On the outskirts of Vélingara, a town near the border with Gambia and far from the modern comforts of Dakar, extended families live together, sometimes with as many as four generations under one roof. Here, the population adheres to basic traditional community values. Up until recently, female genital mutilation, child marriage, and teen pregnancy were all considered to be cultural traditions by most—a classification that also made them untouchable topics of discussion.
Yet there is a movement taking place in southern Senegal. By engaging, empowering, and educating the older generation, the Grandmother Project is helping young women make informed decisions about their personal health, enabling them to pursue education and independence in a culture that historically hasn’t prioritized women’s needs.
Judi Aubel and Elisabeth Mealey are the co-founders of the Grandmother Project, which became recognized as an international nonprofit in 2011 in Senegal, though they started their work there in 2005. Committed to using existing cultural assets to empower communities, their approach is tailored to the specific people it seeks to help.
In Vélingara, most young girls are raised primarily by their grandmothers and frequently share a much closer bond to them than to their own mothers, who are busy with household chores or work in the field during the harvest. Boys, on the other hand, are more likely to enter school than stay home, and their education is often handled by their fathers.
For young women navigating the challenges of puberty, having someone to confide in is as essential as their need for a moral guide. In this way, grandmothers become educators, historians, storytellers, and allies. For the past 11 years, the Grandmother Project has become more involved in educating the elder communities of southern Senegal and has seen a remarkable change in the attitude towards female genital mutilation, and an even more significant decrease in child marriages and teen pregnancies.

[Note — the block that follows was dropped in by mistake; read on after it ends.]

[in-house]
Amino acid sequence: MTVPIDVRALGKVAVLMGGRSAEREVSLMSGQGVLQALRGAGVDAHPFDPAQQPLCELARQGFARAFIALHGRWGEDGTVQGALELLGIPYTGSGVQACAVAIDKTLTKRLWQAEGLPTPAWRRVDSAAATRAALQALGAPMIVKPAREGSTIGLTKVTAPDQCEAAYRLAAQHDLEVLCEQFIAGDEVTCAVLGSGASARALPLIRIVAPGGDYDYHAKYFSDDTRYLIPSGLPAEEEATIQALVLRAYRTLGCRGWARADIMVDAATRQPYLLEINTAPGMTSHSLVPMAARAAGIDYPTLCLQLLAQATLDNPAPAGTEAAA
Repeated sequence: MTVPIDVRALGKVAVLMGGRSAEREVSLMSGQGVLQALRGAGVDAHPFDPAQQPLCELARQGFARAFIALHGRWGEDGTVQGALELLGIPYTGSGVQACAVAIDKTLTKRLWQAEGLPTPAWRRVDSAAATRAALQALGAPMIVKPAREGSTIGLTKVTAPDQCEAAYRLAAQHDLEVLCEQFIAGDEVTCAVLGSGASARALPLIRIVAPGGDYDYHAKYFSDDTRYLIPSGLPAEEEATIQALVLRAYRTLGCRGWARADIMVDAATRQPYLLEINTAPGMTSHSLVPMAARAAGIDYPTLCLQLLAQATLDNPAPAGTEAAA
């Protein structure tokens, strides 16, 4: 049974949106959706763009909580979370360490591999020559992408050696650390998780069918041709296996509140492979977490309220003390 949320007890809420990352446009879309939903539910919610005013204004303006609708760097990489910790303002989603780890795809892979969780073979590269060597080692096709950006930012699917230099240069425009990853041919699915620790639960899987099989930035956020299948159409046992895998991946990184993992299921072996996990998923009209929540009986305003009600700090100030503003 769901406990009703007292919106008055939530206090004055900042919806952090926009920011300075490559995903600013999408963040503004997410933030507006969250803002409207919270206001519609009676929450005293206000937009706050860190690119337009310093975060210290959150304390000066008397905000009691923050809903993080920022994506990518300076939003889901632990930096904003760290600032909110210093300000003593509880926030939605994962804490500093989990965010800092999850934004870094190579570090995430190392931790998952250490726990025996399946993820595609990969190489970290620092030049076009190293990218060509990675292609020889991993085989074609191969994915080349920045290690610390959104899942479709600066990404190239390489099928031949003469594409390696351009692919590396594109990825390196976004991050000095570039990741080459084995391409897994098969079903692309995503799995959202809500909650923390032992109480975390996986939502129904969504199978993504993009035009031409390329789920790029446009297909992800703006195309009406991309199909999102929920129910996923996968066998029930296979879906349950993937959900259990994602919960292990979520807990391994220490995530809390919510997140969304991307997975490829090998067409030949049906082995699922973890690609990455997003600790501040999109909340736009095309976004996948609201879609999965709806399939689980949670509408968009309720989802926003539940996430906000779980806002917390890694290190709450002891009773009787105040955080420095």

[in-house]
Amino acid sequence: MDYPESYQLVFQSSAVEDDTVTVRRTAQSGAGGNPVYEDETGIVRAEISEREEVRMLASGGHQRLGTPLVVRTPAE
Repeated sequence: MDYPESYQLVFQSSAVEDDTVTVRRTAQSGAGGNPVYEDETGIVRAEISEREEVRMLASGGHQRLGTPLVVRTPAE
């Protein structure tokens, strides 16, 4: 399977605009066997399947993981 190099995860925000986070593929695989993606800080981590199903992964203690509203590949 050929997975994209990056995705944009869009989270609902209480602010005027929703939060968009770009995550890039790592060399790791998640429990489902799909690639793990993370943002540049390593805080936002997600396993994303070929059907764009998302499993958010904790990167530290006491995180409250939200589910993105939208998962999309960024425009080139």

“If we hope to bring about long-term change in communities related to issues affecting women and children, those who define and who perpetuate the social norms, namely the elders, are the ones who need to be involved in community programs,” says Aubel.
In West African countries, up to 40 percent of girls are married before age 18. FGM rates are as high as 86 percent in rural areas according to Aubel’s research.
From 2008-2012, the Grandmother Project saw the approval of FGM plummet from 75 percent of grandmothers and 76 percent of young women to 5 and 7 percent respectively, according to their poll of 60 villages. Mothers and grandmothers also increased their desired age for girls to get married from 15.6 years to 17.3 years.
Over time, the hope is that these shifts will eventually lead to healthier communities, improving the lives of women and children, and producing a higher percentage of educated young women who are able to participate in the professional workforce—something that is rare throughout Senegal, but especially in the more rural areas.